Gig economy platforms like Uber and Deliveroo, whose contractor business models have been threatened by worker classification lawsuits in the UK over the past few years, welcomed the reforms, Reuters reported:
“We welcome more clarity from the government and look forward to working closely with them to make sure drivers can keep all the benefits that come from being your own boss,” said an Uber spokeswoman. Deliveroo said it would work with the government to ensure the interests of its riders can be advanced.
The response from industry leaders and employment lawyers has been mixed, People Management added:
Neil Carberry, chief executive of the Recruitment and Employment Confederation (REC), said recruiters will “welcome the acknowledgement that temporary and agency work” is a key part of the UK jobs market. … But many industry leaders have criticised the reforms, saying they do not address underlying issues which face workers. Prisca Bradley, director and head of employment at Hedges Law, said the reforms “go some way to addressing the imbalances [faced by agency workers] but not far enough”.
“The new reforms however do not go as far as banning zero-hours contracts which was debated during consultation,” Bradley said. “Given that the tribunal system is already creaking under the strain of a huge increase in claims since the abolition of fees, the government could have been more robust to stem likely further litigation in this area.”
Other employment attorneys commented to Personnel Today that the reforms were helpful in clarifying employers’ obligations, but would also heighten the risks of noncompliance:
Philip Richardson, head of employment law at Stephensons Solicitors, said the announcement would hopefully give organisations with staff on zero-hours contracts more clarity about their rights. “One of the clearest messages that come from these reforms is that employers will be squarely in the spotlight and under increased scrutiny to better protect the rights of their workers and tighten up their employment practices,” he commented.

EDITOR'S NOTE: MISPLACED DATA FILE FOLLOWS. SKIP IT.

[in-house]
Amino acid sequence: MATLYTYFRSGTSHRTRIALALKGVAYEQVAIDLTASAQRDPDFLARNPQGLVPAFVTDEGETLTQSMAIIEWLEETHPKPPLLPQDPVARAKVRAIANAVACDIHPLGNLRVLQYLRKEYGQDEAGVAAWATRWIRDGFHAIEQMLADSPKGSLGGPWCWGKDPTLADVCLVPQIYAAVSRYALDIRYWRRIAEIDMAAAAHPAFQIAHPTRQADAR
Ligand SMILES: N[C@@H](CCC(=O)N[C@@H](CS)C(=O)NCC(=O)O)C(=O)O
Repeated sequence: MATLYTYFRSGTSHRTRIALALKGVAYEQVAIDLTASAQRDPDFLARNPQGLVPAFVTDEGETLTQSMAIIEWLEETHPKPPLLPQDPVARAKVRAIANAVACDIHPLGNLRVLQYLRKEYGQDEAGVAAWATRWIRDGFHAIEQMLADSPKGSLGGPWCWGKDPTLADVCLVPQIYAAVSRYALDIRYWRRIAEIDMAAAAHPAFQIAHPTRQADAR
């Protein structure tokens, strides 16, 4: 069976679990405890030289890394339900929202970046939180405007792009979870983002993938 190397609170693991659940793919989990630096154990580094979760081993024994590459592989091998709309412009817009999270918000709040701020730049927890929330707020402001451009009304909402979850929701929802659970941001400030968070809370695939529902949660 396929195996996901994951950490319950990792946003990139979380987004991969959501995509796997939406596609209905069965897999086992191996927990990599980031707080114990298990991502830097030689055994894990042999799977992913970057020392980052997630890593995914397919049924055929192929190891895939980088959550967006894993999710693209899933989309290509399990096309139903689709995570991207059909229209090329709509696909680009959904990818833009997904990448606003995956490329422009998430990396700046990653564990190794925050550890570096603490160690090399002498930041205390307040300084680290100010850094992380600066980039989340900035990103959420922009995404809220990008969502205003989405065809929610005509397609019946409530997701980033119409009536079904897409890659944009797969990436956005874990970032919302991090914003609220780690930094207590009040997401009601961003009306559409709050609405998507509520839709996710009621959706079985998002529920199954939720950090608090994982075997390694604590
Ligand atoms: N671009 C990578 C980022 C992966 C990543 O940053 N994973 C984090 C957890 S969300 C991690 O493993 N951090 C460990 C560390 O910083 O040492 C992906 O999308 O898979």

“Most employers have and continue to take steps to do so but those who have looked for a loophole in the legislation will now find themselves facing significant fines at a tribunal and potentially long-term reputational damage.”
The challenge for the government going forward is just how to rewrite employment status tests to provide clarity and account for the new ways people work in the modern digital economy. Rachel Farr, a senior professional support lawyer in the Employment, Pensions & Mobility group at law firm TaylorWessing, remarked to TechCrunch that this was easier said than done:
This element of the reform is a key consideration where gig economy businesses are concerned, as they typically allow for so-called ‘multi-apping’ — meaning those providing a service on one platform can be logged into multiple (rival) platforms simultaneously available to work. So the issue — for employment law purposes — is how to determine what constitutes working time in a platform context. (Which you need to be able to measure in order to determine employment status.)
“Simply codifying the existing case law tests will still mean each case is dependent on its specific facts, so is the government proposing to change the boundaries with some ‘check box’ style tests as they have in other EU jurisdictions?” wondered Farr. “This means greater clarity through simplifying the law but would probably mean we lose the nuances of existing U.K. tests and that some people who are currently genuinely self-employed will find that they may become workers (or vice versa).”